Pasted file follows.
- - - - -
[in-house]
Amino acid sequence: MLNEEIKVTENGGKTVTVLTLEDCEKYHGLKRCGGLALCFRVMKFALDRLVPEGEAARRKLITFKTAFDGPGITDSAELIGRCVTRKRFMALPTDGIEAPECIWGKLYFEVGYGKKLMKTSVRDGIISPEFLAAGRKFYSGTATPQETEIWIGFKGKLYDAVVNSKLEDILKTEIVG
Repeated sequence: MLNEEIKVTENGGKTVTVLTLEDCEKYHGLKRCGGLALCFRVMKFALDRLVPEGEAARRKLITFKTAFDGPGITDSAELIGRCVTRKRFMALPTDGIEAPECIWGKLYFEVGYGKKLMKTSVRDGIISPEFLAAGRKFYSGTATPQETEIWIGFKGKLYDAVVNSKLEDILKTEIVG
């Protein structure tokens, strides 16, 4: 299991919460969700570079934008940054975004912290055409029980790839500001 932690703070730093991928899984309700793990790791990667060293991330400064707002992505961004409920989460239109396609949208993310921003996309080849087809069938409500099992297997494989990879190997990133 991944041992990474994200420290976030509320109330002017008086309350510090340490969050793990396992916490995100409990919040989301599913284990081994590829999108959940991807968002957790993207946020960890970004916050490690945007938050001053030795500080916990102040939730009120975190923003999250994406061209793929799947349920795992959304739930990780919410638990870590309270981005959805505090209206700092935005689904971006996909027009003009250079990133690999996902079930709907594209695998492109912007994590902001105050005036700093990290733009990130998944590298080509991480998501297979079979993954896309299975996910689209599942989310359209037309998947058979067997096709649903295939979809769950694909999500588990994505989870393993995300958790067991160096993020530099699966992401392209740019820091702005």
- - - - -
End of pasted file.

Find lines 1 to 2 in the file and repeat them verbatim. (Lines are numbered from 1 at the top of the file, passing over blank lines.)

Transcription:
[in-house]
Amino acid sequence: MLNEEIKVTENGGKTVTVLTLEDCEKYHGLKRCGGLALCFRVMKFALDRLVPEGEAARRKLITFKTAFDGPGITDSAELIGRCVTRKRFMALPTDGIEAPECIWGKLYFEVGYGKKLMKTSVRDGIISPEFLAAGRKFYSGTATPQETEIWIGFKGKLYDAVVNSKLEDILKTEIVG